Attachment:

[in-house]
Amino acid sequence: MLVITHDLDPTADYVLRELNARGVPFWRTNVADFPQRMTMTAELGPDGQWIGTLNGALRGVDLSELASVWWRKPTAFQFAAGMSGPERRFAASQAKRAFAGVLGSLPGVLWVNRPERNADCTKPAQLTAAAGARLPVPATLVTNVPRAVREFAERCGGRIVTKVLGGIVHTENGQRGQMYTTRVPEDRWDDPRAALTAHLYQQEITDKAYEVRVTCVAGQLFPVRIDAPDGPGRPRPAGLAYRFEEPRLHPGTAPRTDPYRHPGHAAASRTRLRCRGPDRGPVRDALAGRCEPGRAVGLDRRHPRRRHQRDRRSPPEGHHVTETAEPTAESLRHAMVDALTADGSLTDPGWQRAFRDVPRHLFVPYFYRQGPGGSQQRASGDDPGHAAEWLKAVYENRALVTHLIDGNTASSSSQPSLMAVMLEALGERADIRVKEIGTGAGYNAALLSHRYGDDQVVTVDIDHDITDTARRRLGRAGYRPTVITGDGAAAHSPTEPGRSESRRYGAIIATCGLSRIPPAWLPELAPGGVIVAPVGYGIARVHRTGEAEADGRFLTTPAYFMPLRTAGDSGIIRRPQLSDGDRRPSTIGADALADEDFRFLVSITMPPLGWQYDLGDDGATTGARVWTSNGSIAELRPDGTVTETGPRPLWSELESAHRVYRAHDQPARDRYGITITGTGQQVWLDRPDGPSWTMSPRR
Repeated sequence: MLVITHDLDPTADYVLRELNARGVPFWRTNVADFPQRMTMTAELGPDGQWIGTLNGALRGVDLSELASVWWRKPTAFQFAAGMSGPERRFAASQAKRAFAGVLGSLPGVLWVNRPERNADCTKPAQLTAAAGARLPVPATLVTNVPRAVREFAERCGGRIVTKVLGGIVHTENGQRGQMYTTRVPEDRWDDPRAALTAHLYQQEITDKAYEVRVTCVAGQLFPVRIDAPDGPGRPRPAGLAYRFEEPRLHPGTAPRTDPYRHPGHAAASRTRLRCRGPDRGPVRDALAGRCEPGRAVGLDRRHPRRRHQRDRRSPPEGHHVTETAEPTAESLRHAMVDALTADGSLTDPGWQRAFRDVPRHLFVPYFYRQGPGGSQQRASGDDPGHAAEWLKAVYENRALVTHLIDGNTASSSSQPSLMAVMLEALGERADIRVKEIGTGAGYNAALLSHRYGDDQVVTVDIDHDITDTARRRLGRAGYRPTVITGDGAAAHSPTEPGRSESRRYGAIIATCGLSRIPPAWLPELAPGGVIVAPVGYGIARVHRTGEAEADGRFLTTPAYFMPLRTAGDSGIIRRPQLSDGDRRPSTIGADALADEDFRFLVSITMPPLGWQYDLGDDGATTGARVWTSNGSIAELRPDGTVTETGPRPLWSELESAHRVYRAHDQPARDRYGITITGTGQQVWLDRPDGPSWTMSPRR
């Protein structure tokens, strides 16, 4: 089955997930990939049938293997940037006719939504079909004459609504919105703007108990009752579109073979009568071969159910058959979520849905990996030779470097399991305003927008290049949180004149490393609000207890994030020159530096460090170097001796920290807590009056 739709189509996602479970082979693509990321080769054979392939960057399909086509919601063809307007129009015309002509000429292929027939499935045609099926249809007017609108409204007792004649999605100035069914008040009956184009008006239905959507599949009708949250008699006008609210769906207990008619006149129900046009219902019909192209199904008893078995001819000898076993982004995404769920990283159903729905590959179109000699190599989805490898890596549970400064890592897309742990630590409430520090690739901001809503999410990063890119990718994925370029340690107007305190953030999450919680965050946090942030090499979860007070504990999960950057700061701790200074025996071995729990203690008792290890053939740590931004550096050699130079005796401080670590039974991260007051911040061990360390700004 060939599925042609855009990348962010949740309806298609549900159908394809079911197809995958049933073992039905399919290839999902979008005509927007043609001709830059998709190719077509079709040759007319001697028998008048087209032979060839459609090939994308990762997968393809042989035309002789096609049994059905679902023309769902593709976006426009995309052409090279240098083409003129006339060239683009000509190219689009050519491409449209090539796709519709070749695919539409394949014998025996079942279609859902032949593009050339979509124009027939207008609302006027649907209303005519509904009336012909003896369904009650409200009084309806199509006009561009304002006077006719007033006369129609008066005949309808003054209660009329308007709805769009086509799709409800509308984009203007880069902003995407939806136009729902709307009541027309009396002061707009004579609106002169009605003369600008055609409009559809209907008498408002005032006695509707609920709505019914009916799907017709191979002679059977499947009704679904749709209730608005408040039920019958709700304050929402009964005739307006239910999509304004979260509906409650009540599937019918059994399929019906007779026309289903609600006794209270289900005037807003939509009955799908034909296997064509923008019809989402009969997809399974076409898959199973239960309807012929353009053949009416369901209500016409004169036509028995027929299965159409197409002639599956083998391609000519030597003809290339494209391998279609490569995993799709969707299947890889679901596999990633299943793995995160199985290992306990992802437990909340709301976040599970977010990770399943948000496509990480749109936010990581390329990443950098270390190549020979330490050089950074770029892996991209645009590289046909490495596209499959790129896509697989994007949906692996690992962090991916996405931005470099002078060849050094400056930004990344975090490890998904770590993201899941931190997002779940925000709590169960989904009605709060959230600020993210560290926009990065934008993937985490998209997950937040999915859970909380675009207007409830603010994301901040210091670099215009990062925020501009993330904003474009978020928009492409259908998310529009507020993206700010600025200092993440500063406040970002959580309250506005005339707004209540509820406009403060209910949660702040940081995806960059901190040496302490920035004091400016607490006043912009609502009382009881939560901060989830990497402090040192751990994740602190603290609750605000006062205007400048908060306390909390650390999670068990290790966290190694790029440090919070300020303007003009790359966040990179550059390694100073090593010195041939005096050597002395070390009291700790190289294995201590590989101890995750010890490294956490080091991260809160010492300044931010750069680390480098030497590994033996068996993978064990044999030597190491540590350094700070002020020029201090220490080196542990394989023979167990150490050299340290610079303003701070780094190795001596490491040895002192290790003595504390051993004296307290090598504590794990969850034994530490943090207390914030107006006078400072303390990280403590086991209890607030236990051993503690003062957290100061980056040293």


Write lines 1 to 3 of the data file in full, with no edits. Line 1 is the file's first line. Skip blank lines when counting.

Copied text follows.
[in-house]
Amino acid sequence: MLVITHDLDPTADYVLRELNARGVPFWRTNVADFPQRMTMTAELGPDGQWIGTLNGALRGVDLSELASVWWRKPTAFQFAAGMSGPERRFAASQAKRAFAGVLGSLPGVLWVNRPERNADCTKPAQLTAAAGARLPVPATLVTNVPRAVREFAERCGGRIVTKVLGGIVHTENGQRGQMYTTRVPEDRWDDPRAALTAHLYQQEITDKAYEVRVTCVAGQLFPVRIDAPDGPGRPRPAGLAYRFEEPRLHPGTAPRTDPYRHPGHAAASRTRLRCRGPDRGPVRDALAGRCEPGRAVGLDRRHPRRRHQRDRRSPPEGHHVTETAEPTAESLRHAMVDALTADGSLTDPGWQRAFRDVPRHLFVPYFYRQGPGGSQQRASGDDPGHAAEWLKAVYENRALVTHLIDGNTASSSSQPSLMAVMLEALGERADIRVKEIGTGAGYNAALLSHRYGDDQVVTVDIDHDITDTARRRLGRAGYRPTVITGDGAAAHSPTEPGRSESRRYGAIIATCGLSRIPPAWLPELAPGGVIVAPVGYGIARVHRTGEAEADGRFLTTPAYFMPLRTAGDSGIIRRPQLSDGDRRPSTIGADALADEDFRFLVSITMPPLGWQYDLGDDGATTGARVWTSNGSIAELRPDGTVTETGPRPLWSELESAHRVYRAHDQPARDRYGITITGTGQQVWLDRPDGPSWTMSPRR
Repeated sequence: MLVITHDLDPTADYVLRELNARGVPFWRTNVADFPQRMTMTAELGPDGQWIGTLNGALRGVDLSELASVWWRKPTAFQFAAGMSGPERRFAASQAKRAFAGVLGSLPGVLWVNRPERNADCTKPAQLTAAAGARLPVPATLVTNVPRAVREFAERCGGRIVTKVLGGIVHTENGQRGQMYTTRVPEDRWDDPRAALTAHLYQQEITDKAYEVRVTCVAGQLFPVRIDAPDGPGRPRPAGLAYRFEEPRLHPGTAPRTDPYRHPGHAAASRTRLRCRGPDRGPVRDALAGRCEPGRAVGLDRRHPRRRHQRDRRSPPEGHHVTETAEPTAESLRHAMVDALTADGSLTDPGWQRAFRDVPRHLFVPYFYRQGPGGSQQRASGDDPGHAAEWLKAVYENRALVTHLIDGNTASSSSQPSLMAVMLEALGERADIRVKEIGTGAGYNAALLSHRYGDDQVVTVDIDHDITDTARRRLGRAGYRPTVITGDGAAAHSPTEPGRSESRRYGAIIATCGLSRIPPAWLPELAPGGVIVAPVGYGIARVHRTGEAEADGRFLTTPAYFMPLRTAGDSGIIRRPQLSDGDRRPSTIGADALADEDFRFLVSITMPPLGWQYDLGDDGATTGARVWTSNGSIAELRPDGTVTETGPRPLWSELESAHRVYRAHDQPARDRYGITITGTGQQVWLDRPDGPSWTMSPRR